In October, state-owned asset management company Vietnam Asset Management Company (VAMC) announced it would be acquiring $118 million of bad debt from Vietnam Bank for Agriculture & Rural Development, the country's largest lender by assets.
Agribank had a bad-debt ratio of 6.1 percent as of June 2012, according to the State Bank of Vietnam - the country's central bank. Lenders with bad debt ratios of 3 percent or more will be required to sell non-performing loans to VAMC, according to a government statement in May.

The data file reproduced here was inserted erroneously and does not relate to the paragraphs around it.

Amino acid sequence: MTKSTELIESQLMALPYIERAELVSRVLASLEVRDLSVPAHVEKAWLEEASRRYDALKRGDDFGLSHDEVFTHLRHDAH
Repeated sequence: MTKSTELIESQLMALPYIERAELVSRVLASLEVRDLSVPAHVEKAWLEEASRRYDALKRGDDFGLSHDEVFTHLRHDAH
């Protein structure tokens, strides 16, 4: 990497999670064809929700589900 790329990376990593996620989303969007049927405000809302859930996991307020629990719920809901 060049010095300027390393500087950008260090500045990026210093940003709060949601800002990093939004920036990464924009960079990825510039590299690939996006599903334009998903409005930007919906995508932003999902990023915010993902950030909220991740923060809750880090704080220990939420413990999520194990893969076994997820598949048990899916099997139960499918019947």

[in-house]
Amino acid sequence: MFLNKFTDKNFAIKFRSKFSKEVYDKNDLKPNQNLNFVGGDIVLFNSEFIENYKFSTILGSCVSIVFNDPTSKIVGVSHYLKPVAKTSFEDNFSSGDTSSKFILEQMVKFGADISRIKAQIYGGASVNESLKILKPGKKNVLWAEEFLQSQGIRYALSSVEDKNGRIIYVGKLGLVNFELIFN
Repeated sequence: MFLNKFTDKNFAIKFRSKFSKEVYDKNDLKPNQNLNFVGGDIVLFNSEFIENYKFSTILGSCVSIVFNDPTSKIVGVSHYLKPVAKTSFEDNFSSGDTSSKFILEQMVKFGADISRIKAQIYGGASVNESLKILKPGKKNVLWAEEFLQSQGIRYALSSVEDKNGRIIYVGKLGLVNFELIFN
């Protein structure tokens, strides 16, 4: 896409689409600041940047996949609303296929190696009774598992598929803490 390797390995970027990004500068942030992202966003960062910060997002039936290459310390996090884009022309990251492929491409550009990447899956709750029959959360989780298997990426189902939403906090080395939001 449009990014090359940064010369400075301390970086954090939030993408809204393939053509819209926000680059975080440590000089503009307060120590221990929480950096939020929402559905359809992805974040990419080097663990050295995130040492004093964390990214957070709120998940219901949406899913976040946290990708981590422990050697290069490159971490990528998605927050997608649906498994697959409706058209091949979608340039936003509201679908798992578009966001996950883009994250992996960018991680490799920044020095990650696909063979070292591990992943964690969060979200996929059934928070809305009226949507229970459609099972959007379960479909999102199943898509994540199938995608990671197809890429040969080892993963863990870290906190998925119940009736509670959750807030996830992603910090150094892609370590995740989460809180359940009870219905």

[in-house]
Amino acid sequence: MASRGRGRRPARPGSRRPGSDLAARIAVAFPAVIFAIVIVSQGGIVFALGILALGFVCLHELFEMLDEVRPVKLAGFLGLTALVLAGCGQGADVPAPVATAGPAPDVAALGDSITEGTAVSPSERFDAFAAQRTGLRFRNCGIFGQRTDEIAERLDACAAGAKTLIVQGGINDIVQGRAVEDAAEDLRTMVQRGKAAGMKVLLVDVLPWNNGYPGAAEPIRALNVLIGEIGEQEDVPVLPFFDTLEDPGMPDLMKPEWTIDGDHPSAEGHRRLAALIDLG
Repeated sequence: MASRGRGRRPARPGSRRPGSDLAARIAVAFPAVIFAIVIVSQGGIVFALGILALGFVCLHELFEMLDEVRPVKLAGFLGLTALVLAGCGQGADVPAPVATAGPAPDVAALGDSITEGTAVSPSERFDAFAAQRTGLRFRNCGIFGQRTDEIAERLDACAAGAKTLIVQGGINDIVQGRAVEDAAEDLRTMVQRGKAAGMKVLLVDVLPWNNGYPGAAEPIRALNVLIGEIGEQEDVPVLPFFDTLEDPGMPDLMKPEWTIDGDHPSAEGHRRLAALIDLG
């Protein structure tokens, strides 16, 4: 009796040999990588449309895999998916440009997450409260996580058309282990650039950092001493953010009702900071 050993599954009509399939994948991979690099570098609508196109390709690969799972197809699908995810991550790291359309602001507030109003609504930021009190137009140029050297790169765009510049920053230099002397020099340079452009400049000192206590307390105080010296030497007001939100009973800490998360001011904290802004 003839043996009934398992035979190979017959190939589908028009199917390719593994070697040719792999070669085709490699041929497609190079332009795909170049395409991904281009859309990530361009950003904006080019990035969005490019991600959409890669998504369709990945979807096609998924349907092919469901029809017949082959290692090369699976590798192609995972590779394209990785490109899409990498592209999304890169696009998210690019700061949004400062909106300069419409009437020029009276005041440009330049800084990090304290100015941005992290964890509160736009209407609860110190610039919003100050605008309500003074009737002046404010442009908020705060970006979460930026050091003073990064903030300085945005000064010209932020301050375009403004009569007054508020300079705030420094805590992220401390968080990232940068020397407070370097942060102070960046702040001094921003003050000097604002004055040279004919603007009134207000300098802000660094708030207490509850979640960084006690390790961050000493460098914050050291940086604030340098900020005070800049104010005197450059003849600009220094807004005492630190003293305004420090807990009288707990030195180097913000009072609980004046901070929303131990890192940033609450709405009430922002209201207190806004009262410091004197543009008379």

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Andreas Karall, chief investment officer of Asia Frontier Capital (Vietnam) - an investment management firm that runs a fund focusing on small to medium high growth companies in Vietnam - says he sees "enormous upside potential" in the new business cycle that has started in the country and is expected to last up to seven years.
In addition, he notes that the market offers attractive value with around one third of the over 700 listed Vietnamese stocks trading at a price to earnings ratio of between 6 and 7.
"Many of them have a dividend yield of more than 9 percent, and there are even some companies whose net cash position is almost as high as their market [capitalization]," Karall said in a press release announcing the launch of AFC Vietnam Fund earlier this month.
—By CNBC's Ansuya Harjani; Follow her on Twitter: